A type of genetic engineering called genome editing is receiving worldwide attention as a technique that can produce amazing progress in medicine and improvement of agricultural products. But the technique, which precisely alters genetic sequences, has raised ethical and social questions. Given the move to strongly push research on genome editing in Japan, including human genome editing, it is imperative that the government and academic societies concerned work out strict rules because the technique at this stage is not fully reliable and its ethical, legal and social ramifications are not completely known.
In genome editing, targeted DNA in a cell is cut away at a specific location to inactivate a problematic gene or to insert a replacement DNA sequence for replacement or repairs in order to produce a desired result. While DNA is a substance that contains genes, a genome refers to the entirety of hereditary information contained in genes and chromosomes in cells. In humans, a copy of the entire genome — more than 3 billion DNA base pairs — is contained in all cells that have a nucleus. Since the accuracy of genome editing at present is not high enough and inaccurate editing can happen, there is a view that genome editing is not an established technique. The current mainstream method in genome editing is programming a complex made up of a guide RNA and a certain type of protein to target a problematic gene in DNA.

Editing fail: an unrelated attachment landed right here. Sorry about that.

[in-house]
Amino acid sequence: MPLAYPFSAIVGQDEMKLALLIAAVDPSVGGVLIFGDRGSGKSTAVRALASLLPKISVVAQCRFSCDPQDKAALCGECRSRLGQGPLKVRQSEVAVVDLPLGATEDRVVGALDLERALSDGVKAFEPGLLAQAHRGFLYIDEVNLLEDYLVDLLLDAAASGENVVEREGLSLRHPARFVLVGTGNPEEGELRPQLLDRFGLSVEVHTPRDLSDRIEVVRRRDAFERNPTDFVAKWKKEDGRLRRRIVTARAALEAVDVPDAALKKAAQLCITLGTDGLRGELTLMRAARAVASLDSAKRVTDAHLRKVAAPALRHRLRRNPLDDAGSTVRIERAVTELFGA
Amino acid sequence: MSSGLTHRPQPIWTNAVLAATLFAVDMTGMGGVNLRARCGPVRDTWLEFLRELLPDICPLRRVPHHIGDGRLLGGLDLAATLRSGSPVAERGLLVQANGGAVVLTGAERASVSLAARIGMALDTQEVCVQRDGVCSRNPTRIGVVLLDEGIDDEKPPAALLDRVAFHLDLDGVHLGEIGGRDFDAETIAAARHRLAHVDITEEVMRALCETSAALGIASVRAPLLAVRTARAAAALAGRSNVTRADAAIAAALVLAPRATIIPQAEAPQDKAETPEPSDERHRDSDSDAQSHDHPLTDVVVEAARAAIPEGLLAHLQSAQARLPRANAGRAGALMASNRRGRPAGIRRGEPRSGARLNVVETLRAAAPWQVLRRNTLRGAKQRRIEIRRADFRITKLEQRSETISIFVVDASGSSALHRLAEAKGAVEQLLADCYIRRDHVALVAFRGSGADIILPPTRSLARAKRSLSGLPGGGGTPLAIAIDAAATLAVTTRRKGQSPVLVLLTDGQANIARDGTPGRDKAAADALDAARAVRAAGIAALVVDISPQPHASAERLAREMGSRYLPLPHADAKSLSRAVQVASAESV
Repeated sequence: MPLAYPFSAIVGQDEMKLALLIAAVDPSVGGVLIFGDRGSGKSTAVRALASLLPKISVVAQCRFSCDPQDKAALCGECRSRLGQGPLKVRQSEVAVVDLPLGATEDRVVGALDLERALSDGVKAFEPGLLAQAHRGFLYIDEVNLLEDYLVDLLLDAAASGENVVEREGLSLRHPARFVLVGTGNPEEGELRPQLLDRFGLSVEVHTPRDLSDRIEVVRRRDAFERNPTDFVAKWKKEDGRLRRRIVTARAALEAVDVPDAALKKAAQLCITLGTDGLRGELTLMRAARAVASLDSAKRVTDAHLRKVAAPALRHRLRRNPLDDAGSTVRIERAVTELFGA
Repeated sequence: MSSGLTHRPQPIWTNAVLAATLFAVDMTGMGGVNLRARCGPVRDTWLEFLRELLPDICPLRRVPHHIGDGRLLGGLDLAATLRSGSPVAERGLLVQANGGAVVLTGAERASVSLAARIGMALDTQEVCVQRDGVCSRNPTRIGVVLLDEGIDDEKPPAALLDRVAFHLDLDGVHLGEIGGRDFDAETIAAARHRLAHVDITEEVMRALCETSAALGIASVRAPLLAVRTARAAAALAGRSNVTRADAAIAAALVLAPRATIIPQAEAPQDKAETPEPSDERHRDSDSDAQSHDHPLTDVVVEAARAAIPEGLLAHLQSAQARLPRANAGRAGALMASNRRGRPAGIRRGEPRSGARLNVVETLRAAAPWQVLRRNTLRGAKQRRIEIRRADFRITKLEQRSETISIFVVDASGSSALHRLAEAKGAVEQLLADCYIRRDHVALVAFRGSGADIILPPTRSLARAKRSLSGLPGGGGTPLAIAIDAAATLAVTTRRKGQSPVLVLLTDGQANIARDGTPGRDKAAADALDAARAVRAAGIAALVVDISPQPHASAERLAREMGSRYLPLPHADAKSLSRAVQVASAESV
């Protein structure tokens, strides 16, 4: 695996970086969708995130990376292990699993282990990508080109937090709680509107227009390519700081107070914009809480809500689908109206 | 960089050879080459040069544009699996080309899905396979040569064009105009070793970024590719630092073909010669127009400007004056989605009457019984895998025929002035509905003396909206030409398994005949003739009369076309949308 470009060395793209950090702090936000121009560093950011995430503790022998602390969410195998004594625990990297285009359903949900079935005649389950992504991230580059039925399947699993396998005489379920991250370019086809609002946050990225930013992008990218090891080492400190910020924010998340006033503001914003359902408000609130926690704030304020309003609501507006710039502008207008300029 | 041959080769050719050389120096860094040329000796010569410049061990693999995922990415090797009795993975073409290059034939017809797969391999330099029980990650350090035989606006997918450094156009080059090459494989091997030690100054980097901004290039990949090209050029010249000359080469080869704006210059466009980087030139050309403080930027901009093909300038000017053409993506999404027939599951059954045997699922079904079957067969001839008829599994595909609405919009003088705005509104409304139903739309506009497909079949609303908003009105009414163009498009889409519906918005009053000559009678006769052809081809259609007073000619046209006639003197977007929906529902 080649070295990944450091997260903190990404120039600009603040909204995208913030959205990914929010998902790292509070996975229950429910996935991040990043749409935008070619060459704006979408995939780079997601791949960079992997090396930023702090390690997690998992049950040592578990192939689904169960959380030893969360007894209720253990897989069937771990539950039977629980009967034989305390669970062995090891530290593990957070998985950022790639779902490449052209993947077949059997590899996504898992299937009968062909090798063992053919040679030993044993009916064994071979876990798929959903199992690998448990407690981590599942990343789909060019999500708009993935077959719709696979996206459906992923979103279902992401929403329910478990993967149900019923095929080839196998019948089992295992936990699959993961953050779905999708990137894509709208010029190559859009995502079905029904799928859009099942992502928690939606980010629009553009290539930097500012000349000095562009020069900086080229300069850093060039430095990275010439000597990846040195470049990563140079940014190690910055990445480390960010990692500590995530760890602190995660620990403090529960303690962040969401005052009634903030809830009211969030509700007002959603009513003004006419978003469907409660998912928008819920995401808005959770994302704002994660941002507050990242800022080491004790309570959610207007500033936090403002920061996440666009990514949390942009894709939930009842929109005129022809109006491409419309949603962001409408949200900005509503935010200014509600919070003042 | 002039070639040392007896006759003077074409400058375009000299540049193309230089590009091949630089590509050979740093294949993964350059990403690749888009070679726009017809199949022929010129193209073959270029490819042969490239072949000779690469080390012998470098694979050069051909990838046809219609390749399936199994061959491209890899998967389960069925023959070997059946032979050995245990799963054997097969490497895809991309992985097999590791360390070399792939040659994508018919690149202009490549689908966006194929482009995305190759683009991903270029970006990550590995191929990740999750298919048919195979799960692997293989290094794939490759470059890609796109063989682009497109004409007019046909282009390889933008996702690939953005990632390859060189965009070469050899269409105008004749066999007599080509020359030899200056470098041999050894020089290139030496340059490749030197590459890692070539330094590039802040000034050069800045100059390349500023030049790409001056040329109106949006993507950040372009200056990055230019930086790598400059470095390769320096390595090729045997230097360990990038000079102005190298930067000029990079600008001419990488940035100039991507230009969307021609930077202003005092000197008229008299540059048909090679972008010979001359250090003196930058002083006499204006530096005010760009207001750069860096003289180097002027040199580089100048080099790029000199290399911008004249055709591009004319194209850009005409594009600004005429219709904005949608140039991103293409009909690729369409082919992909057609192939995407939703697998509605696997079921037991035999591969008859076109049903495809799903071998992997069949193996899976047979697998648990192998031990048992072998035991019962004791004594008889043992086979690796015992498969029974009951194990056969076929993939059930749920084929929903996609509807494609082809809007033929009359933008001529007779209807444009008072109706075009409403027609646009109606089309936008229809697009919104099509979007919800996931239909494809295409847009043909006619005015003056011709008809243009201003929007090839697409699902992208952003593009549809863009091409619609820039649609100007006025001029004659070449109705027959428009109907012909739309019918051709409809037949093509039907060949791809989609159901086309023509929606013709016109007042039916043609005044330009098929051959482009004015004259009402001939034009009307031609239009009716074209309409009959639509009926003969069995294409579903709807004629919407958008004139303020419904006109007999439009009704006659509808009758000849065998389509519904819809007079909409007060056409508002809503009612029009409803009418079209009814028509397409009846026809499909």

In April last year, news that Chinese scientists edited the DNA of human embryos — the first time this has been done — shocked the world and touched off a debate because of the ethical implication of such endeavors. A team of researchers at Sun Yat-sen University in Guangzhou injected 86 nonviable embryos with a complex called CRISPR/Cas 9 to modify the gene responsible for beta thalassemia, a fatal blood disorder. Of the embryos, 71 survived and 54 of them were genetically tested. It was found that just 28 were successfully spliced, but that only a fraction of them contained the replacement genetic material. The researchers also detected a number of "off-target" mutations apparently caused by the injection of the CRISPR/Cas 9 complex.